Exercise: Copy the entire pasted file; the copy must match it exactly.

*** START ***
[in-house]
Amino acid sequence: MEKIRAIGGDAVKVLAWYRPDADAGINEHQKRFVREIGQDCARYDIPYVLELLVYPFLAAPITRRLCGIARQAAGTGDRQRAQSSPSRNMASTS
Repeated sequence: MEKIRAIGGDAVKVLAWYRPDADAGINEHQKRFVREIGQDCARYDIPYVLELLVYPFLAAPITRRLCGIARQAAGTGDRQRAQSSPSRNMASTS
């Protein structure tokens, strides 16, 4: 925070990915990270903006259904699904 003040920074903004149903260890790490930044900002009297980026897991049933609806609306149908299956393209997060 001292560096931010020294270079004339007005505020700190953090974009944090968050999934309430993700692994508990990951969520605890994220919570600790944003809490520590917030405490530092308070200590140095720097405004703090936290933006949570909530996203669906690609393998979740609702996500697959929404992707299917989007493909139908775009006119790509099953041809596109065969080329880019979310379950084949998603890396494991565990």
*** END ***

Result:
[in-house]
Amino acid sequence: MEKIRAIGGDAVKVLAWYRPDADAGINEHQKRFVREIGQDCARYDIPYVLELLVYPFLAAPITRRLCGIARQAAGTGDRQRAQSSPSRNMASTS
Repeated sequence: MEKIRAIGGDAVKVLAWYRPDADAGINEHQKRFVREIGQDCARYDIPYVLELLVYPFLAAPITRRLCGIARQAAGTGDRQRAQSSPSRNMASTS
């Protein structure tokens, strides 16, 4: 925070990915990270903006259904699904 003040920074903004149903260890790490930044900002009297980026897991049933609806609306149908299956393209997060 001292560096931010020294270079004339007005505020700190953090974009944090968050999934309430993700692994508990990951969520605890994220919570600790944003809490520590917030405490530092308070200590140095720097405004703090936290933006949570909530996203669906690609393998979740609702996500697959929404992707299917989007493909139908775009006119790509099953041809596109065969080329880019979310379950084949998603890396494991565990």